Another month has gone by, and many of us continue to work remotely from our homes. It has been a challenge to get the foundation of the PCEA set in place. The executive board members have done an amazing job juggling their day jobs while putting in so much extra personal time to help the PCEA succeed. We are extremely excited about the release of our official website that took place on June 1. All the hard work has paid off so far with lots of activity coming from our website, including new members joining, webinar collaborations with SMTA, and our grand opening webinar. Stay tuned for more activities coming your way now that the PCEA is up and running!
Now, the “new normal” has become our new way of life. I, like many, have been working remotely for about three months, if not more. I don’t see an end to this remote isolation any time in the near future as the world battles COVID-19. With the constant barrage of meetings through WebEx, Zoom, GoToMeeting, and other platforms—as well as virtual seminars—it seems to be getting a bit tiresome and overloaded when you add in isolation, constant sanitation, and wearing face masks in public.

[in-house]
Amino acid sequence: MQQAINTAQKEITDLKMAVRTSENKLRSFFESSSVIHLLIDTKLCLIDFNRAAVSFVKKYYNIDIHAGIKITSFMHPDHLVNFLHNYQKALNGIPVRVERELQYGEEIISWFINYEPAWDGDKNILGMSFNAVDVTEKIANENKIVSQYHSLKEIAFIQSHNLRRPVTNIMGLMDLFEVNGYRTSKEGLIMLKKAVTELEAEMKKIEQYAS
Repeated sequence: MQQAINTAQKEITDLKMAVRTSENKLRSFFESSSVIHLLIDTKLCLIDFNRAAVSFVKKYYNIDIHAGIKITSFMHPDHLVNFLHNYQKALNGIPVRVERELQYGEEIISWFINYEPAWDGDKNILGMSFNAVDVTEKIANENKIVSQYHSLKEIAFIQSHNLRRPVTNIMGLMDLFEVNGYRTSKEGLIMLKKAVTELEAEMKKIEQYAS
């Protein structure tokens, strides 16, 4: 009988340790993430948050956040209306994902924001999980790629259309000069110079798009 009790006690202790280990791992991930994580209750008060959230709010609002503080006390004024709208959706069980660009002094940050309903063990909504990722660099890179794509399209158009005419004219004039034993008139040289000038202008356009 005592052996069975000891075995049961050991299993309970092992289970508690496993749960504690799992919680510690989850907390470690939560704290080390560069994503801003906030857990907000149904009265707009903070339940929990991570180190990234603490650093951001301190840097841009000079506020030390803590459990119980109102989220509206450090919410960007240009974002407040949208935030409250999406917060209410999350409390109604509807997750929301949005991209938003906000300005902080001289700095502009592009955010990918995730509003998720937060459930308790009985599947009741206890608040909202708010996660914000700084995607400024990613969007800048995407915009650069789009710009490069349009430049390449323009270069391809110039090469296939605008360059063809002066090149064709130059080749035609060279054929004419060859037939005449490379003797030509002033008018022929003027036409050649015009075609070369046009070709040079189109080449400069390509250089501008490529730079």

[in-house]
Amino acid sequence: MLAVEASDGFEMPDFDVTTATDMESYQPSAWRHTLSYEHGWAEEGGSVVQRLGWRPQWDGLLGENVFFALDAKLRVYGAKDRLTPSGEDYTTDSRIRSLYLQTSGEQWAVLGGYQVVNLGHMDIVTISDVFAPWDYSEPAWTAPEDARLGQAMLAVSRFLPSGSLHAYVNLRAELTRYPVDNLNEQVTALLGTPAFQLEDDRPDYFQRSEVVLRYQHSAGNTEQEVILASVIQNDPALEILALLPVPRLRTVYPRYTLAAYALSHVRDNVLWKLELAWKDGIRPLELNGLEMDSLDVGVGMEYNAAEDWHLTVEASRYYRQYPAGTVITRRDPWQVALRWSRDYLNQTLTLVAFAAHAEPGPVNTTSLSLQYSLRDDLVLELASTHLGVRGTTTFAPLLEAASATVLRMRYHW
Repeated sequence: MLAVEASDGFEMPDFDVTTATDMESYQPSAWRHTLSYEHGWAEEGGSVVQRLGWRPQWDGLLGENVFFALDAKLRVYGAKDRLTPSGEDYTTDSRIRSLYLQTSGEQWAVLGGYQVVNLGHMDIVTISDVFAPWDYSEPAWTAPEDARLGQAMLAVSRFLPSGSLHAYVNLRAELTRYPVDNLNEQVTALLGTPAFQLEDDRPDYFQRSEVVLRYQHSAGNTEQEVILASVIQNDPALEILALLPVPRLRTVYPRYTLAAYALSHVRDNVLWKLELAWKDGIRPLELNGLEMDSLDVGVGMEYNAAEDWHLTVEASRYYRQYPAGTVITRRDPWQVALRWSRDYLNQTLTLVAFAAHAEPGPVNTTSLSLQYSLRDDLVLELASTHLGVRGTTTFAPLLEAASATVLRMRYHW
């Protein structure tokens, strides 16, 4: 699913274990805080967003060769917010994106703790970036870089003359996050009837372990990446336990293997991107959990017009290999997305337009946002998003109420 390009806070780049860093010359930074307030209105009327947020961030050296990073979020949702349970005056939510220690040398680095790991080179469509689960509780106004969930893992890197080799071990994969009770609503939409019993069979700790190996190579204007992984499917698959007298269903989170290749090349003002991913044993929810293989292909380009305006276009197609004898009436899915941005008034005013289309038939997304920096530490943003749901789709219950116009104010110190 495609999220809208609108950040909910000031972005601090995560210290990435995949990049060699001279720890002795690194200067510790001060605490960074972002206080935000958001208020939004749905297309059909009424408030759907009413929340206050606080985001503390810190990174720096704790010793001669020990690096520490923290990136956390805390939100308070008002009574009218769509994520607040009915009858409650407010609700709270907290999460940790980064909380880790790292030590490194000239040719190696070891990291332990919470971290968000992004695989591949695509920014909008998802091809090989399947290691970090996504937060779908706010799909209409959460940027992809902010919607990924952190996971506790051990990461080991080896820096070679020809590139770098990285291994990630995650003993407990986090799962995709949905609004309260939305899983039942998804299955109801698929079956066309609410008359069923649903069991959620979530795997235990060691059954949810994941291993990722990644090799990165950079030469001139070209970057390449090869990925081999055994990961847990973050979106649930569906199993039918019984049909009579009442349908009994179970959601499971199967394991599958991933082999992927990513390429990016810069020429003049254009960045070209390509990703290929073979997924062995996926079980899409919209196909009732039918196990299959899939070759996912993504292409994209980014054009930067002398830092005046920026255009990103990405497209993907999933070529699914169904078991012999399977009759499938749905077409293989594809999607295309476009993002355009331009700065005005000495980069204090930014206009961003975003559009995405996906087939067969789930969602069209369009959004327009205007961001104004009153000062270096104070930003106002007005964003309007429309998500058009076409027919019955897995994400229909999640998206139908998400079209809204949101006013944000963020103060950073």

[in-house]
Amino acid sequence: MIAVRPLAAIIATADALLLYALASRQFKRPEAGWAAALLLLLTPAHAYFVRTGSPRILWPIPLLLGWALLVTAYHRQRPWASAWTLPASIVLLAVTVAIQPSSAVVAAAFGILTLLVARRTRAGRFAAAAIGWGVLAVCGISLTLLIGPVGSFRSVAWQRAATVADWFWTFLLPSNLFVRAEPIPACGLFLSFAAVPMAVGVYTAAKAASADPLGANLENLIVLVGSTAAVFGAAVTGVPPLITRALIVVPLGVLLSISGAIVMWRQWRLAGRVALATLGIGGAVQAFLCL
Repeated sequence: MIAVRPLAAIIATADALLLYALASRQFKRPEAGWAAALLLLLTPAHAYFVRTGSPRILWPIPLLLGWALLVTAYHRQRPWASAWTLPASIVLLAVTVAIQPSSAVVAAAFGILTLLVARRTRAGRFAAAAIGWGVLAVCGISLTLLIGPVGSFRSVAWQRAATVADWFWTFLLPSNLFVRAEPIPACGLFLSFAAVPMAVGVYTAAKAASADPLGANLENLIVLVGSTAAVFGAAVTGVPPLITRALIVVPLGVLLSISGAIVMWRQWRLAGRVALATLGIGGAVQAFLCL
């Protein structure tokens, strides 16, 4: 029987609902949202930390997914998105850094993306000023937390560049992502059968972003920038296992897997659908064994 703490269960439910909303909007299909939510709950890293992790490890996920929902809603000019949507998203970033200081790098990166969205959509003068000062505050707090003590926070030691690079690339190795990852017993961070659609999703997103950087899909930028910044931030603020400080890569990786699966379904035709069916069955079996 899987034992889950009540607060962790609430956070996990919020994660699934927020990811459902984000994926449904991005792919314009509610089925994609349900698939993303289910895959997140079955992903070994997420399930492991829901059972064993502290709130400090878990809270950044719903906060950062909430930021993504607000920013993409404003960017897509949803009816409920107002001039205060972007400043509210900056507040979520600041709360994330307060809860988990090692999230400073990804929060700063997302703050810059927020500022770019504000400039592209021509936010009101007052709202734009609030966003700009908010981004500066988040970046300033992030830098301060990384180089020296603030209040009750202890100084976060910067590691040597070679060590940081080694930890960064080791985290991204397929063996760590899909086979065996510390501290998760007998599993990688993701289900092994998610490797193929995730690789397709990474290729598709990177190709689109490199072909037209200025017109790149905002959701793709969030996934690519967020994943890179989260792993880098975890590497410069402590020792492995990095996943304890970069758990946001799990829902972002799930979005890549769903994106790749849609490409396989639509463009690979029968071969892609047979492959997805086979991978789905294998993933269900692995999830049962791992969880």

As we have adapted, we continue to push on successfully. Work has not stopped for many of us, and in many cases, we are busier than ever. The industry had already made the jump many years ago to the ability to work remotely. For the most part, the toughest challenges today are usually network connections and remote access onto VPNs, Mobil Pass, or Duo Mobile. Security is paramount, but, at times, it comes with its own set of issues. However, we continue to do what we do best; we do what it takes to get the job done!